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Vertical versus Horizontal Tax Externalities: An Empirical Test

  • Brülhart, Marius
  • Jametti, Mario

We study taxation externalities in federations of benevolent governments. Where different hierarchical government levels tax the same base, one can observe two types of externalities: a horizontal externality, working among governments of the same level and leading to tax rates that are too low compared to the social optimum; and a vertical externality, working between different levels of government and leading to sub-optimally high tax rates. Building on the model of Keen and Kotsogiannis (2002), we derive a discriminating hypothesis to distinguish vertical and horizontal tax externalities based on observable variables. This test is applied to a panel dataset on local taxes in a sample of Swiss municipalities that feature direct-democratic fiscal decision making, so as to maximize the correspondence with the benevolent.governments of the theory. We find that vertical externalities dominate - they are thus an observed empirical phenomenon as well as a notable extension to the theory of tax competition.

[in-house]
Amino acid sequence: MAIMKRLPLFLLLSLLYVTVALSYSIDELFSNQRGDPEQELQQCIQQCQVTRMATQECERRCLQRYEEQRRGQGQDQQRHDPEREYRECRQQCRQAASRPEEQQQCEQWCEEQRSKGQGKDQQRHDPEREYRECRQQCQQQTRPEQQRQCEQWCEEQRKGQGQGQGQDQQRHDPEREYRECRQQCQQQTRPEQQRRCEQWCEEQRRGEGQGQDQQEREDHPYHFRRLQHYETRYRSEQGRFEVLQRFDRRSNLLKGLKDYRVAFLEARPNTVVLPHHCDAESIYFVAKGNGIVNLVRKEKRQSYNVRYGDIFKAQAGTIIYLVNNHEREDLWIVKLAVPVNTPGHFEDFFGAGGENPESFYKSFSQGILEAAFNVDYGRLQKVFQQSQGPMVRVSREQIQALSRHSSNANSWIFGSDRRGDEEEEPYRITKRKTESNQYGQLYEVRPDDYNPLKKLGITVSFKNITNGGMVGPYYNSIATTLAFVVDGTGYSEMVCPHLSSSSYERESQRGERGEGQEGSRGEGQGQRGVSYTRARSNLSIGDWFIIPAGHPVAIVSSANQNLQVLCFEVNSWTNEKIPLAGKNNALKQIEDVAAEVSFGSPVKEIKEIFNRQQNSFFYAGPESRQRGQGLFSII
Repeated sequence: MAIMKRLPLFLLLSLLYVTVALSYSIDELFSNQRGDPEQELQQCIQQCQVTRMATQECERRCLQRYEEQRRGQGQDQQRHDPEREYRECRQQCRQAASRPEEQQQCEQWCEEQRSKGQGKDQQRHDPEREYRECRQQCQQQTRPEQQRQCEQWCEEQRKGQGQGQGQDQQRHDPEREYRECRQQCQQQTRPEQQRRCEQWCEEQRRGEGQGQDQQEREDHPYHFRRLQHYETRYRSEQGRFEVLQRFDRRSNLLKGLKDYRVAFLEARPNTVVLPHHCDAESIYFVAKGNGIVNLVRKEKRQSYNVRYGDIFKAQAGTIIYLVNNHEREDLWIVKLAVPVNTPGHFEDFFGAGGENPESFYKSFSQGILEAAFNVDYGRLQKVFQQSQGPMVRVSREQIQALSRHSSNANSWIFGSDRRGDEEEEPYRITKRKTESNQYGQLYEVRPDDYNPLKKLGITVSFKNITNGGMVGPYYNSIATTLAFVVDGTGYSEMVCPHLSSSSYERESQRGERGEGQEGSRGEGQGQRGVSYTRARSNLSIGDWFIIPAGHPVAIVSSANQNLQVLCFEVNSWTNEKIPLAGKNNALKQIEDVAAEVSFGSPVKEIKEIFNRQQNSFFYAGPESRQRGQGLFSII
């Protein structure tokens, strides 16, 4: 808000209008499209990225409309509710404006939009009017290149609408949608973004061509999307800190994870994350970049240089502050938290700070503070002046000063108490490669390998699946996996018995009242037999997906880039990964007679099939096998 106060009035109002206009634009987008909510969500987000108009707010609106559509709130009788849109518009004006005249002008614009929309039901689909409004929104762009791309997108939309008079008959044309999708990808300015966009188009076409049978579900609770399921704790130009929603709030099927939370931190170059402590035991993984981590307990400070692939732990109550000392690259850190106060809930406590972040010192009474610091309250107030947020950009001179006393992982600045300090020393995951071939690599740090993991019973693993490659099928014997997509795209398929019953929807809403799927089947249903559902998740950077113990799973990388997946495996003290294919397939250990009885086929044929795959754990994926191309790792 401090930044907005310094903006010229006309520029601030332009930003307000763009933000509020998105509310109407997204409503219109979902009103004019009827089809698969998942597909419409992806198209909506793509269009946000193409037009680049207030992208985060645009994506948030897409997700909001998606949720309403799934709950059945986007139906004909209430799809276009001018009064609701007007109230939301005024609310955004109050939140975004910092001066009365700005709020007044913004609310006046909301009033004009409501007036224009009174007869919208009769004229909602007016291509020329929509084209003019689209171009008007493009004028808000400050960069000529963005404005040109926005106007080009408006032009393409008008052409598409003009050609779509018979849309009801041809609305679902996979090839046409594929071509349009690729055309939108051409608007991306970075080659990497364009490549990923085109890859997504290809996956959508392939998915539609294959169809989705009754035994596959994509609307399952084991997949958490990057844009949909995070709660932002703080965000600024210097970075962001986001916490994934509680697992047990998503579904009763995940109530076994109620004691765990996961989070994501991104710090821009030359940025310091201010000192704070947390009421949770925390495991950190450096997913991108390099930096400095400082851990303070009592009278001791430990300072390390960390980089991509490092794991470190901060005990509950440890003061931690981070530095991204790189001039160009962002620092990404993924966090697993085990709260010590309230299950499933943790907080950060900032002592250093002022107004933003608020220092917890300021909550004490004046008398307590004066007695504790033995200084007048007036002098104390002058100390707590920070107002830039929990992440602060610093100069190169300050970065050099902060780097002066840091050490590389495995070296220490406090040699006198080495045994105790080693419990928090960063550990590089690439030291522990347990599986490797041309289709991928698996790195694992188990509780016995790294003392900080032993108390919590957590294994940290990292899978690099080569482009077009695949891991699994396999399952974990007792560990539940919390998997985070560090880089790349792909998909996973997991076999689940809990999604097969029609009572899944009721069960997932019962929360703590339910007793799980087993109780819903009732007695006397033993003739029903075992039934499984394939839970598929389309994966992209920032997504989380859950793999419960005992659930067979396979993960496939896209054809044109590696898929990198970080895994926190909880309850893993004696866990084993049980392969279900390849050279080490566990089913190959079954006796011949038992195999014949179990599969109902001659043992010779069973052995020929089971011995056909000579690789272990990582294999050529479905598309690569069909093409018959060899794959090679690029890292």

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Paper provided by C.E.P.R. Discussion Papers in its series CEPR Discussion Papers with number 4593.

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Date of creation: Sep 2004
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Handle: RePEc:cpr:ceprdp:4593
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